Touch

 

Despite being the one we most use to interact with the world, touch is perhaps the most underrated sense. In the material world, we use it to manipulate objects, to create desired results, much as spellworkers use their wills to create magical results. For this reason, touch can be a tremendous help to spellwork , though it may require stepping outside of our general perceptions in order to use it effectively. Having a book in one’s hands feels a certain way, and you would recognize a book in your hands even if you couldn’t see it . In the same way, we can use our sense of touch to give texture, depth, and solidity to our spells. Often, we judge more real that which we can touch. Giving texture to our workings, and the results for which we’re aiming, creates in us a sense of realism that establishes it firmly in our minds as real, material, touchable.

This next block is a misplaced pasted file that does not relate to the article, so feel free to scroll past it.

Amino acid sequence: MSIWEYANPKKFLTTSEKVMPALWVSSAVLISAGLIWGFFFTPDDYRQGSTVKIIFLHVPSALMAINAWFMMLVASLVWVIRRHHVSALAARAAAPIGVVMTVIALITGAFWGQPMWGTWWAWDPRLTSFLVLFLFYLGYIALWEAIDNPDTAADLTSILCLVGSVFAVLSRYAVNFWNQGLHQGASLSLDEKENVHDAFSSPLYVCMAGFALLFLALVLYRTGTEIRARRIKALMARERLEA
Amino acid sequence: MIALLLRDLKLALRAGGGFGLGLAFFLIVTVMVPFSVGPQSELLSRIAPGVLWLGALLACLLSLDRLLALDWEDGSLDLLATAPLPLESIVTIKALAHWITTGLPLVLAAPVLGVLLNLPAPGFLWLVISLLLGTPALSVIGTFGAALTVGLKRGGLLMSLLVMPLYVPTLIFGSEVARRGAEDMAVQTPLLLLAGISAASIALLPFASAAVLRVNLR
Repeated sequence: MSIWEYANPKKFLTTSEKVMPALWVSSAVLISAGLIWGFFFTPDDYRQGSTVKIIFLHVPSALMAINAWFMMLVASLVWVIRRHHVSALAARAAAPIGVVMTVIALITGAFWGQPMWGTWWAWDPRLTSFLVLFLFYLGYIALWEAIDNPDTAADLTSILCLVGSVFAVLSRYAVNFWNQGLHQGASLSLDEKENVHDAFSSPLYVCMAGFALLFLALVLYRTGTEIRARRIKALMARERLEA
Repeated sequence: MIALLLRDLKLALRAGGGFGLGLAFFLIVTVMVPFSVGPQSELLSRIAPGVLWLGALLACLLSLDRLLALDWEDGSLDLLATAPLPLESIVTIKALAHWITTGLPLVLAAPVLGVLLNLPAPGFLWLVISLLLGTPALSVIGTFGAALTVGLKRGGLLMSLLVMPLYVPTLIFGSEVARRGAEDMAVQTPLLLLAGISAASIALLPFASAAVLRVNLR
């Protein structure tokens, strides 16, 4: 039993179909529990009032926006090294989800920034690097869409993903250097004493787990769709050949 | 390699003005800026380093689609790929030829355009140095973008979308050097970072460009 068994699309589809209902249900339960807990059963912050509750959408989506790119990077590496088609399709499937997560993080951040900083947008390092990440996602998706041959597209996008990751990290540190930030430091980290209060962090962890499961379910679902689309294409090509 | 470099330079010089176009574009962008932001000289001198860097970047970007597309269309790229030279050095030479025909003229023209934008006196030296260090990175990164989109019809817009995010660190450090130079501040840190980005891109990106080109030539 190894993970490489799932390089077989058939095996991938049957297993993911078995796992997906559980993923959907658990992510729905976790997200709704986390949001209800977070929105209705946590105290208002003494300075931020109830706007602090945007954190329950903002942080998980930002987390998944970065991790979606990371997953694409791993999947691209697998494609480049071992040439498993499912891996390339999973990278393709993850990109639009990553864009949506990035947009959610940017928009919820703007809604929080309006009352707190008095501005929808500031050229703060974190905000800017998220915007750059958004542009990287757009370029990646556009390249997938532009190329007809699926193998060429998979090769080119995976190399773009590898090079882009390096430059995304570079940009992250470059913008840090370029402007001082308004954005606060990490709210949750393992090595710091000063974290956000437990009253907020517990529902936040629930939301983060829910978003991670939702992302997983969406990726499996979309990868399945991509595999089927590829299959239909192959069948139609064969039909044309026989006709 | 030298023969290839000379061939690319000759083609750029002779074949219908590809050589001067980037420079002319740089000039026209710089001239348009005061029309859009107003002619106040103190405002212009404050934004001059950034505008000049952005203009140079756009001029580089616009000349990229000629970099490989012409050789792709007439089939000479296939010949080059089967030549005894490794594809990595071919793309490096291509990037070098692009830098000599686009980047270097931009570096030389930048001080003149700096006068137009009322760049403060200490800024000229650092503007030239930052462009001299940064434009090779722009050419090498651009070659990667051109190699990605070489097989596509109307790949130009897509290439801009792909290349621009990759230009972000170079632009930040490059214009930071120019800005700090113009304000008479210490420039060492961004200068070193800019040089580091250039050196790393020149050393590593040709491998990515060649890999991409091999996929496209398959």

While you can use any texture, it is best to use as a focus or a material something that reminds you of the goal. You probably wouldn’t use rough burlap for a sleep sachet or fragile cotton to represent protective armor . It’s also important to be inventive when it comes to touch. Water has a feel all its own when you submerge your fingertips in it, and the feel of still water is completely different to that of moving water, but both lend reality to a working and create a certain feeling within us.

 

Sight

While I have been touting the use of other senses, visualization remains a very important part of spellwork. Being able to visualize a result brings it closer to reality, but augmenting that with information for your other senses completes the experience, making it more than just a picture. If you can represent the emotional content with sound or touch or smell, if you can create a complete an in-depth representation of your result, you are much closer to reaching that goal.

 

Even if you can’t create a perfect image in your mind, the other senses can help fill in the blanks left by visualization. Smells, sounds, and textures allow you to expand that picture, and the more real you make it, the more real it is.

 

—————–